Why the MBA Energy Management is a program like no other in the world

September 19, 2017

Around the globe, there are only a handful of absolute top programs.

Choosing an MBA degree is a once-in-a-lifetime decision. So it comes as no surprise that prospective students invest up to 2 years in finding the MBA that is best for them - and this also applies to energy-related programs. Around the globe, there are only a handful of absolute top options, including the WU Executive Academy's MBA Energy Management.

Each of them offers its own advantages, making it unique in its own way. In the following, Prof. Jonas Puck, Academic Director of the program and Head of WU Vienna's Institute for International Business, explains what it is that sets the MBA Energy Management in Vienna apart from the rest.

Prof. Jonas Puck

  • Academic Director of the MBA Energy Management

First and foremost, the MBA Energy Management differentiates itself from the competition because of its unique industry involvement: No other program involves so many global players from the energy sector, be it as lecturers, guest speakers or advisory-board members. And this applies not only as far as traditional forms of energy, such as oil and gas, are concerned but also with regard to renewables, which are an integral part of the curriculum. As a result, we provide our students with an opportunity to develop their understanding of the latest trends and developments, allowing them to acquire the expertise and skills they need in order to be able to successfully address the global challenges of the 21st century.

Top players as lecturers and active supporters

The quality of an MBA program depends to a great extent on the quality of its faculty. In the case of the MBA Energy Management, this is especially true. Some of the world's leading energy experts, such as Adnan Shihab-Eldin, former Secretary General of OPEC, Majid Al-Moneef, Secretary General of the Supreme Economic Council of Saudi Arabia, or Ivan Sandrea, CEO of Sierra Oil & Gas, actively contributed to the program even during curriculum development.

Adnan Shihab-Eldin teaching
Adnan Shihab-Eldin is a member of the MBA advisory board and also teaches in the program.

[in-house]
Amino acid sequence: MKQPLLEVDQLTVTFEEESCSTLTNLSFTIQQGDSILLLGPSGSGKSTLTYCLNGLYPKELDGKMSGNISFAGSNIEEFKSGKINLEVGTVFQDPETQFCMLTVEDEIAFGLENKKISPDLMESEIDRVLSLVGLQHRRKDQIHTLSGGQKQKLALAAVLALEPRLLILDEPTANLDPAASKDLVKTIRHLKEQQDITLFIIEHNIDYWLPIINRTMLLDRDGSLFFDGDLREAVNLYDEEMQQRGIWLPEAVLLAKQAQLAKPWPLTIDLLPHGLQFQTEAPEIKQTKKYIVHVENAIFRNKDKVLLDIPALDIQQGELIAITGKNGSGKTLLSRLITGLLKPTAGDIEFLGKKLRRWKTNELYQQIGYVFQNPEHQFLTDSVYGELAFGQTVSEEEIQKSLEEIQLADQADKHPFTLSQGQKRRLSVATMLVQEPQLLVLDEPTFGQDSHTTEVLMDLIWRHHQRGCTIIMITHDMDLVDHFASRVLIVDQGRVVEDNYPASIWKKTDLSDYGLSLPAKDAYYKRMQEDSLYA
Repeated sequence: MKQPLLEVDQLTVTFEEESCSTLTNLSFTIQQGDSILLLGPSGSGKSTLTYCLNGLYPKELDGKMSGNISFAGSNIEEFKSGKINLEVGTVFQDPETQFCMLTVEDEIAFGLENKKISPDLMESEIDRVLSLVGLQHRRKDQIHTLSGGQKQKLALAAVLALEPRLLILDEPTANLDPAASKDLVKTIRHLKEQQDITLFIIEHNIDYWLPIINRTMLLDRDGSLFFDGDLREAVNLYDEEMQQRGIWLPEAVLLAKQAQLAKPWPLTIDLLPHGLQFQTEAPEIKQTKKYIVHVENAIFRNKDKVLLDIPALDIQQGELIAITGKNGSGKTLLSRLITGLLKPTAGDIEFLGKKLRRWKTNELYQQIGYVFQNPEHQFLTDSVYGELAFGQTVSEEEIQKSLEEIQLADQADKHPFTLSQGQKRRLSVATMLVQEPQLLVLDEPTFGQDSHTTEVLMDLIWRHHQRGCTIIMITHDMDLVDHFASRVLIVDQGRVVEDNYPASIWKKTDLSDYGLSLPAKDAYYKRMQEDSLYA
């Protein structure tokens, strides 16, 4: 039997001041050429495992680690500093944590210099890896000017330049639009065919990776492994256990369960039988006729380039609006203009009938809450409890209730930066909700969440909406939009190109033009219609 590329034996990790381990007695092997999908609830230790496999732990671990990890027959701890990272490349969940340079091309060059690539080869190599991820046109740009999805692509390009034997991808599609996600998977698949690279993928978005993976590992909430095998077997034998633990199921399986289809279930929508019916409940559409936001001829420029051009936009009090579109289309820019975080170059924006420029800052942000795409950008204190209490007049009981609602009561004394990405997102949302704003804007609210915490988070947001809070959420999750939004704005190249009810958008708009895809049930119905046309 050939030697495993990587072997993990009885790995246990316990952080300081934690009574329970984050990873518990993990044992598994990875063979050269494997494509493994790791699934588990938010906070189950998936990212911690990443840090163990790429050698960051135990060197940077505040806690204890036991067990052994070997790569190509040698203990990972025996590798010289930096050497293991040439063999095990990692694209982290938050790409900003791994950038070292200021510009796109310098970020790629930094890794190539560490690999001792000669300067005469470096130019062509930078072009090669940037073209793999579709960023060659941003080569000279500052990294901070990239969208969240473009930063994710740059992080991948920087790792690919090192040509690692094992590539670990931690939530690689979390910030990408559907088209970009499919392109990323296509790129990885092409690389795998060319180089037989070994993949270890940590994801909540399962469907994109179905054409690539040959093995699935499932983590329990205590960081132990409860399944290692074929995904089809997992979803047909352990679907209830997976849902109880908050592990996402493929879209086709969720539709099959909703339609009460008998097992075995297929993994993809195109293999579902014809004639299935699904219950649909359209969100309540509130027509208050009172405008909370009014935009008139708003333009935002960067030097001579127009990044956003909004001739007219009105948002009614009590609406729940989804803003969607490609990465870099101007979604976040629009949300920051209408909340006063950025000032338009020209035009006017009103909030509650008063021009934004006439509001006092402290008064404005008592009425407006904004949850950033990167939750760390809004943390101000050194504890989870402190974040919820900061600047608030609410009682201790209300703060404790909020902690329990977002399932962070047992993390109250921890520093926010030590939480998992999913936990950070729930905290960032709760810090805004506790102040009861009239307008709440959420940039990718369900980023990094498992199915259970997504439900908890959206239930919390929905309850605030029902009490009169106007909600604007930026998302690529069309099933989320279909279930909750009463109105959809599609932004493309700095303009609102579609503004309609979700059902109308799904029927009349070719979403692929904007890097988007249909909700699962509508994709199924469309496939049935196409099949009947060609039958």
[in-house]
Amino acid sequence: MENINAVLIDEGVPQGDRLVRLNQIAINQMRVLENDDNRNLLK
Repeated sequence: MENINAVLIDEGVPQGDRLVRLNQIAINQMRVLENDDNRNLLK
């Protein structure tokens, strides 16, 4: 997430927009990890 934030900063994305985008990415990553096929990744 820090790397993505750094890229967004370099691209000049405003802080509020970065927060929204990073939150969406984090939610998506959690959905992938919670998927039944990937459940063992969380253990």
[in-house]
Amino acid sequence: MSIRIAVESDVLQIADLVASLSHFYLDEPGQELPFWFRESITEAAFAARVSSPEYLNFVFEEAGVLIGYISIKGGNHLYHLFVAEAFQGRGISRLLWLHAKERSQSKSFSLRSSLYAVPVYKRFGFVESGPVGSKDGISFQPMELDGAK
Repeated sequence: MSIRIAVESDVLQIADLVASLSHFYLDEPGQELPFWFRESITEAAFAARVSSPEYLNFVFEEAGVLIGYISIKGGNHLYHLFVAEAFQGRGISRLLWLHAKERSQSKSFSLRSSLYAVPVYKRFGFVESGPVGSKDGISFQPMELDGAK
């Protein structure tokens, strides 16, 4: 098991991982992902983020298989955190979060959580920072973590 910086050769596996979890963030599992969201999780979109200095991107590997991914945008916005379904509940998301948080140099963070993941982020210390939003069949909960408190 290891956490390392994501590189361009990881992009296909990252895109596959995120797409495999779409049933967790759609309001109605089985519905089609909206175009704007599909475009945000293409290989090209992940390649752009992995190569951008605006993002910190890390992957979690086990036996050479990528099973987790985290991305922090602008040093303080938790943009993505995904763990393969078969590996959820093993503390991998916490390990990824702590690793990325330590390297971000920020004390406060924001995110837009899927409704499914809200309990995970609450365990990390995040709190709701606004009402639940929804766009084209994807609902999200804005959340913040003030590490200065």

“It was really great. Whenever I needed some advice while I was planning the curriculum, I turned to our advisory board, and its members gave me immediate feedback. Together, we have succeeded in designing a curriculum that optimally responds to the needs and requirements of the energy sector. Many of the advisory-board members still teach in the program, which I am very happy about,” continues Prof. Puck.

The MBA Energy Management's faculty includes more than just industry experts. Depending on the topics, classes are also taught by internationally renowned professors from WU Vienna, reputable partner universities, such as Columbia University, INSEAD or Arizona State University, or internationally recognized institutions, like the Oxford Institute for Energy Studies.

Handpicked students from around the globe

Program participants benefit not only from the quality of the faculty but also to a great extent from the interaction with their peers:

“Imagine a class that brings together experts from around the globe. This is exactly what the MBA Energy Management will provide you with. Program participants come from a wide variety of countries, including Nigeria, Canada, Colombia, Kuwait and Russia as well as Austria, Germany and Italy. Since all our students are seasoned managers, they bring to the program not only their different cultural backgrounds but also a wealth of experience that they will share with their peers. Engineers, geophysicists and IT specialists join forces with political scientists, legal experts and finance professionals to work on real-world issues encountered in everyday practice. You can certainly imagine how different their approaches are. The reason for this is that many of our decisions are based not only on facts but also on our attitudes and perspectives. In this context, an MBA program offers an unparalleled setting: It brings together individuals who share similar concerns and skills, providing them with an opportunity to exchange views and opinions with one another in a non-hierarchical environment. This is precisely what makes the learning experience during the MBA Energy Management unique,” explains Prof. Puck.